In 1998 the group released the platinum-selling Mechanical Animals, which was described by Stephen Thomas Erlewine of All Music Guide as "glammed-up goth" that sounded more rock oriented than the industrial Antichrist Superstar. The album reached number one on the Billboard 200 chart, propelled by hits like the Grammy Award-nominated "The Dope Show, " "Rock is Dead," and "I Don't Like the Drugs (But the Drugs Like Me)." Zim Zum was replaced during the recording of Mechanical Animals by guitarist John 5. Manson also published his autobiography, The Long Hard Road Out of Hell, in 1998.
Manson and his group toured in support of the album, but canceled all dates following the shootings at Columbine High School in Littleton, Colorado, in April of 1999 during which 12 students, a teacher, and two teenaged gunmen were killed. The tour was canceled because the band received threats (the gunmen were said to be fans of Marilyn Manson), and as a sign of respect. As quoted in Billboard, Manson expressed his sympathies in a statement: "It's tragic and disgusting anytime young people's lives are taken in an act of senseless violence. My condolences go out to the students and their families." The shootings caused the media to return to "using Marilyn Manson as the scapegoat for every illness that infects American youth," according to Krista L. May in Popular Music and Society.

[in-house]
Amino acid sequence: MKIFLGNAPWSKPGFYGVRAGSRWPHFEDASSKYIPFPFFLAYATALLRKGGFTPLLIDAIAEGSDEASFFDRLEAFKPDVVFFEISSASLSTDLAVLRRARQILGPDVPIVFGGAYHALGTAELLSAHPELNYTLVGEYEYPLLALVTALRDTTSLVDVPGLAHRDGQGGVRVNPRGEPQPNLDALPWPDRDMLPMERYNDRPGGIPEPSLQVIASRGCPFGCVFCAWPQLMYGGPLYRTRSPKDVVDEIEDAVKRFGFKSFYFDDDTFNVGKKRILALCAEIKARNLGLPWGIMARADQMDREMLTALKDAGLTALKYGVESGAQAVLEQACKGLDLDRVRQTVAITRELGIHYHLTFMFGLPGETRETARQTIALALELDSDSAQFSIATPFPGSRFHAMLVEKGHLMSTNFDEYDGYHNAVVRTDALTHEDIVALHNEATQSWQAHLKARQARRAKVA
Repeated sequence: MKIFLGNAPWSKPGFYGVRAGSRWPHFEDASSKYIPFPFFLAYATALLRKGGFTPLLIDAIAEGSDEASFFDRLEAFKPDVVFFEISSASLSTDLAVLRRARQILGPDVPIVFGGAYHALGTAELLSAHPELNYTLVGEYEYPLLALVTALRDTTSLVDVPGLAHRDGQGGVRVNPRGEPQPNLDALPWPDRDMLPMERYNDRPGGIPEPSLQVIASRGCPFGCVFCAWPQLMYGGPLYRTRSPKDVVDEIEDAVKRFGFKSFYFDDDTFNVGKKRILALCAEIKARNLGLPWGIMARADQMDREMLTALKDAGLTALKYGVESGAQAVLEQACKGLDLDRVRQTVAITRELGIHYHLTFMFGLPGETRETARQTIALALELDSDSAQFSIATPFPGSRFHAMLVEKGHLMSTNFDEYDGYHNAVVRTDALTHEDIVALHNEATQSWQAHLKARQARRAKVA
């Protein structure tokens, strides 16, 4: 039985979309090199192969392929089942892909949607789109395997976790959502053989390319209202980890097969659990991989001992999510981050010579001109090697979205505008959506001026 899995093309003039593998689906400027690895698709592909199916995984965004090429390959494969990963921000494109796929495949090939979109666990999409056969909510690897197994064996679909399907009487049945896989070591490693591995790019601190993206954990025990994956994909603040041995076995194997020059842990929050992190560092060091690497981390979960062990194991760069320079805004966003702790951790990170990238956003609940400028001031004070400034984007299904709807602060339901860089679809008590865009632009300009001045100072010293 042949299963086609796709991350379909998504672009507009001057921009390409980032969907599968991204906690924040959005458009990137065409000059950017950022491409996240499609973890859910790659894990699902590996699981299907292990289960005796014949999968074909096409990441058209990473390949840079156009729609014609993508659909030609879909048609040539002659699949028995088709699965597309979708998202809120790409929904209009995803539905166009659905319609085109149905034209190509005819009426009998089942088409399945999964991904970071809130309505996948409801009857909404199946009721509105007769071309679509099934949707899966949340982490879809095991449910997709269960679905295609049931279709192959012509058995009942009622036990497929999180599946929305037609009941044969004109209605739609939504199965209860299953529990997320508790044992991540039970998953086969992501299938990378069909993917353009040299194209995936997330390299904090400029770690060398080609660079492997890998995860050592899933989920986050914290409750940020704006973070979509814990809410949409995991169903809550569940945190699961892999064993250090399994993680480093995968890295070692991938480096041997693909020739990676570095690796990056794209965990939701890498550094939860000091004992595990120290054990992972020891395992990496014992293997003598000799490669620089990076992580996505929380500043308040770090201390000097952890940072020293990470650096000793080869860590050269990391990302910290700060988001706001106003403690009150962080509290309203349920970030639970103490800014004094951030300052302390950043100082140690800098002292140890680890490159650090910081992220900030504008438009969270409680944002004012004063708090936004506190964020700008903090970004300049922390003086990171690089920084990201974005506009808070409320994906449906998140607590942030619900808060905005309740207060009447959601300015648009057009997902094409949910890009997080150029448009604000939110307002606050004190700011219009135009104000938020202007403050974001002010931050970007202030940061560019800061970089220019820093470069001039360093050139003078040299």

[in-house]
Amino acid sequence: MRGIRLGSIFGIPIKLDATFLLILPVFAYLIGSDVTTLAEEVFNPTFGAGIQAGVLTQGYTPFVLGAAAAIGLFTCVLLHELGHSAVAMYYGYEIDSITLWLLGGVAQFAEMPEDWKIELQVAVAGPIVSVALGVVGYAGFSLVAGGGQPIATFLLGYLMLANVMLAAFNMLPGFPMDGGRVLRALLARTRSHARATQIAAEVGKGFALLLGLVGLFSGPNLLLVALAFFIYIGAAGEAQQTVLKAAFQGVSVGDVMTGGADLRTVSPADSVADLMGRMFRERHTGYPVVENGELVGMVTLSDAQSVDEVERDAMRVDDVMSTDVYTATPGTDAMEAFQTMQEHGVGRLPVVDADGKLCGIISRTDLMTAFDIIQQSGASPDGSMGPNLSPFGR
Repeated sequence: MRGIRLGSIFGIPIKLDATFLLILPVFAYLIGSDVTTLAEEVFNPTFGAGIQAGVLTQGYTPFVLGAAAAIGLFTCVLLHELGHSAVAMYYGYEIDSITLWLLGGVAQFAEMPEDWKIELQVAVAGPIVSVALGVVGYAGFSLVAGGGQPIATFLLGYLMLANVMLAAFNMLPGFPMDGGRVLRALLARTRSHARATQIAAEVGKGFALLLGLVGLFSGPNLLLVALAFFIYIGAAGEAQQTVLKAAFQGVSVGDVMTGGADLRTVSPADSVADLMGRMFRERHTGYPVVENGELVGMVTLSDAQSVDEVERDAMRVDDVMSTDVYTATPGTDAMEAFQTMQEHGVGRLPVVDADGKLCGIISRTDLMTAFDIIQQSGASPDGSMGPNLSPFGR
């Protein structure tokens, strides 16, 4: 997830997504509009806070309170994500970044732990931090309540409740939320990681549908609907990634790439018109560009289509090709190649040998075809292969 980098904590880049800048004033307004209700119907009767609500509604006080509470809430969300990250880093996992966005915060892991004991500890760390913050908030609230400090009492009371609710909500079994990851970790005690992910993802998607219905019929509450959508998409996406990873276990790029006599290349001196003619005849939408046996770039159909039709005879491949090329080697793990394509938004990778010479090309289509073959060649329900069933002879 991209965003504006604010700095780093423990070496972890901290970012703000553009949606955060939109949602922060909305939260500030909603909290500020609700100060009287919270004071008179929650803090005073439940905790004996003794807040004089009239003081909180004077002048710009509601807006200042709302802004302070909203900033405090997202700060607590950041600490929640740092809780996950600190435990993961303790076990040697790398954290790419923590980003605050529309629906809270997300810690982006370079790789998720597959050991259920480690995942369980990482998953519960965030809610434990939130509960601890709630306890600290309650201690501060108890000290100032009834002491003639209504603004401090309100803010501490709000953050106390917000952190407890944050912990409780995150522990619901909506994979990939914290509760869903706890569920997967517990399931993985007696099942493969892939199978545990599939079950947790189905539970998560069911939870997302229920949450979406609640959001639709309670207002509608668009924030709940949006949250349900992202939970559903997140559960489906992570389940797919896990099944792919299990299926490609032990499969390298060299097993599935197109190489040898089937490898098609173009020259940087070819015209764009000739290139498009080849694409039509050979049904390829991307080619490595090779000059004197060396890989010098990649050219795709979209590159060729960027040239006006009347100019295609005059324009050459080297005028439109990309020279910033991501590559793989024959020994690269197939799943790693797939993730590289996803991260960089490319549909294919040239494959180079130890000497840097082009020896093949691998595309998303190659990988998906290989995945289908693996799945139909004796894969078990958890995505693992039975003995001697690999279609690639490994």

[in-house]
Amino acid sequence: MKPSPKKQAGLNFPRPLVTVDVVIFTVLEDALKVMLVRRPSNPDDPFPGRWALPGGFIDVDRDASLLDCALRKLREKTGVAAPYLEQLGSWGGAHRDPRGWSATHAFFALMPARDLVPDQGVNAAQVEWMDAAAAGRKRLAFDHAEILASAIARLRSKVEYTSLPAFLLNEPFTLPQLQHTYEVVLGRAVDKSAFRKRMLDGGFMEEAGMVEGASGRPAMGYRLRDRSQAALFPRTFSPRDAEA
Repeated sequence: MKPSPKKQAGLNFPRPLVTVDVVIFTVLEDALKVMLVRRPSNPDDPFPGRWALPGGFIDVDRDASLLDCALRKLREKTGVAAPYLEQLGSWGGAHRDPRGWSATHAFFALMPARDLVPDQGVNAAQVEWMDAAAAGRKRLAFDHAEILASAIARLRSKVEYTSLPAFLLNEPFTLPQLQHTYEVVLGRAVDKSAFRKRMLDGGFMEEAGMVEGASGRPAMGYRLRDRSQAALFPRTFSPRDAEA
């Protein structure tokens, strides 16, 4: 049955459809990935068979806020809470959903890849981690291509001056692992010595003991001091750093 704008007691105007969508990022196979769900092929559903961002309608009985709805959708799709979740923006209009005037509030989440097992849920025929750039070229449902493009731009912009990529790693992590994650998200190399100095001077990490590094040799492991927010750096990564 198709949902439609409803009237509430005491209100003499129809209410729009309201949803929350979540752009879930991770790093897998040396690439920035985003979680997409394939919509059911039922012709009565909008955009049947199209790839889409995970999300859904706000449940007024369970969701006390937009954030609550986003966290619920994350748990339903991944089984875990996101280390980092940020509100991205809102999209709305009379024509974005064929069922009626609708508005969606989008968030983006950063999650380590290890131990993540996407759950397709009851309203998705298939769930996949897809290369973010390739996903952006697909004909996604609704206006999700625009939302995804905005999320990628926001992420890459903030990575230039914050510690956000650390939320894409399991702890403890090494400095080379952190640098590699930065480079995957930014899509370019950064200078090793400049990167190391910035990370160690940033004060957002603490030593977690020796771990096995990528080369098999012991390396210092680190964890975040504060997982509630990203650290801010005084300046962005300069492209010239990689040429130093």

Once again, Manson was required to defend his music. He commented in Rolling Stone, "When it comes down to who's to blame for the high school murders in Littleton, Colorado, throw a rock and you'll hit someone who's guilty. We're the people who sit back and tolerate children owing guns, and we're the ones who tune in and watch the up-to-the-minute details of what they do with them.... In my work I examine the America we live in, and I've always tried to show people that the devil we blame our atrocities on is really just each one of us." Manson became engaged to actress Rose McGowan in 1999, but the relationship ended in 2001.
November of 1999 saw the release of the live album The Last Tour On Earth, which was followed in 2000 by the group's next studio album, Holy Wood (In the Shadow of the Valley of Death). According to VH1.com, the album, which reached number 13 on the Billboard charts, "was another impressive collection of articulate and deceptively melodic industrial rock that belied the moral majority's one-dimensional portrait of Marilyn Manson as a corrupting, atonal degenerate." The group embarked on the "Guns, Gods, and Government" tour, a spectacle Manson called at the time "Cirque du Soleil meets the Sex Pistols," according to the PR Newswire. Also in 2000, Manson started his own label, Posthuman Records.